Peyronie's Disease: Curved Penis Makes Men at Higher Risk of Cancer

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Men with a rare disease that causes curvature of the penis are at higher risk of developing several cancers, a large-scale study has found.

The research, which looked at over 1.5 million men and was presented at the American Society for Reproductive Medicine, turned up a connection between Peyronie's disease, a condition that causes men to have curved erections, and cancers of the stomach, skin and testes, The Telegraph reported.

According to Johns Hopkins Department of Medicine, Peyronie's affects connective tissue in the penis. A 2016 study in Plos One, estimated that 0.7 percent of Americans have clear-cut cases of Peyronie's, and 11 percent probably have the disease.

Those with the condition, the new review by Baylor College in the Houston found, have a 40 percent larger risk of testicular cancer, they run a 29 percent greater risk of melanoma, and they have a 40 percent higher likelihood of stomach cancer.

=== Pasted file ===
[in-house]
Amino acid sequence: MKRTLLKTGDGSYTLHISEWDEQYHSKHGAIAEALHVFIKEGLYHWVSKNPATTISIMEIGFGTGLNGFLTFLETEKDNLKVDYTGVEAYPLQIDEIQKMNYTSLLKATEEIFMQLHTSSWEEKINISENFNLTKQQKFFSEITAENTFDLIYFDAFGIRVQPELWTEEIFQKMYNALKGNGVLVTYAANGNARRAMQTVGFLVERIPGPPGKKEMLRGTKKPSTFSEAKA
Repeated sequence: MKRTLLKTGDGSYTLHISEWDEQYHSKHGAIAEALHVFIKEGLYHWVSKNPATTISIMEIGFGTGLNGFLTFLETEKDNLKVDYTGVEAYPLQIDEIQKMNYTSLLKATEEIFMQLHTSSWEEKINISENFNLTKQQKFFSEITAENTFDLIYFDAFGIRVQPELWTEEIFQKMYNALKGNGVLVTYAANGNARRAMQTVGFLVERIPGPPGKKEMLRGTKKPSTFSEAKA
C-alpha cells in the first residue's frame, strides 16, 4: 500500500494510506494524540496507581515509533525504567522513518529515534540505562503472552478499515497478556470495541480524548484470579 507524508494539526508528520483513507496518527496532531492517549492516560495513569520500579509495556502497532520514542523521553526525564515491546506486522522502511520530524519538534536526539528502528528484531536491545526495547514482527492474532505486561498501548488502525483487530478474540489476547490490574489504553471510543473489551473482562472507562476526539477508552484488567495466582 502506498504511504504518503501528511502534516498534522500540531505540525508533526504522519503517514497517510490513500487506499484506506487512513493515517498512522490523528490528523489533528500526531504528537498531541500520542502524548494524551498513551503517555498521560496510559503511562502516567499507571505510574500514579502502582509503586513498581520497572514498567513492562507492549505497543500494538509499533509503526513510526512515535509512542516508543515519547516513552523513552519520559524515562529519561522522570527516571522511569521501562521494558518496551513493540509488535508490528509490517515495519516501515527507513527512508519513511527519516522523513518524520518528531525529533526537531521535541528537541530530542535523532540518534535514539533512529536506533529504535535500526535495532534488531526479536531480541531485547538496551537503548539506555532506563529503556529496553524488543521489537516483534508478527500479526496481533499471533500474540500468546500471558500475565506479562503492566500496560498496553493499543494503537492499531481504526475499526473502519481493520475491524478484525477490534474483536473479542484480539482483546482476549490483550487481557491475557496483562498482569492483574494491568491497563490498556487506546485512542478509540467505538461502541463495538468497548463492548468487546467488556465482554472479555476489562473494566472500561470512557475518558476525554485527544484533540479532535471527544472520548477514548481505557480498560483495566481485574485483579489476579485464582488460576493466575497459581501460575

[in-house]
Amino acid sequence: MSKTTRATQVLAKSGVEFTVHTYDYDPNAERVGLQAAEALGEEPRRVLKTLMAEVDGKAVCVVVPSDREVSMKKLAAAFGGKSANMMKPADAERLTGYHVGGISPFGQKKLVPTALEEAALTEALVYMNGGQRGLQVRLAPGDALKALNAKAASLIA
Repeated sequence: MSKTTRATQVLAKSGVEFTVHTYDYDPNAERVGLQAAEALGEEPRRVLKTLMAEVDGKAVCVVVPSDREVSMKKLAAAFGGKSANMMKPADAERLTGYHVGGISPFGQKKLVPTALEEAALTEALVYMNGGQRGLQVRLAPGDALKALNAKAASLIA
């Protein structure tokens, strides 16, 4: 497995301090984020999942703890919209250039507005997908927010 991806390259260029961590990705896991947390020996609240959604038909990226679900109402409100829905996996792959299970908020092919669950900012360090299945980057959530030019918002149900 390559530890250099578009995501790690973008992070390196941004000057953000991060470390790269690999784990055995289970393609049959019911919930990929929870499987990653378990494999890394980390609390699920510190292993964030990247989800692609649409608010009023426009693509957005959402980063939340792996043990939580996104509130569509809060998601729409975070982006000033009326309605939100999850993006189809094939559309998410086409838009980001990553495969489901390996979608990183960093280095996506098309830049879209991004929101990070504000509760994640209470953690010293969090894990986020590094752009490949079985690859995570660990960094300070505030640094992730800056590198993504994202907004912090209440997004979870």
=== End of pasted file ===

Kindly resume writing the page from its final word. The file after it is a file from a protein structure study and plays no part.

"We think this is important because these conditions are largely taken for granted," said Dr. Alexander Pastuszak, the leader of the study, according to The Telegraph.

"While they're significant in the sexual and reproductive life cycles of these patients, linking them to other disorders suggest that these men should be monitored for development of these disorders disproportionately in contrast to the rest of the population," the lead author continued.

"Nobody has made these associations before," Pastuszak concluded.

But Emma Shields, who works for the British charity Cancer Research U.K., told the paper that screening men with Peyronie's for cancers may not be practical or beneficial.

"It's not yet fully understood what causes Peyronie's disease, and it's possible it shares some similar risk factors to cancer," Shields said.

"Screening for cancer isn't always beneficial and comes with harms, so it's essential screening programs are backed by robust evidence."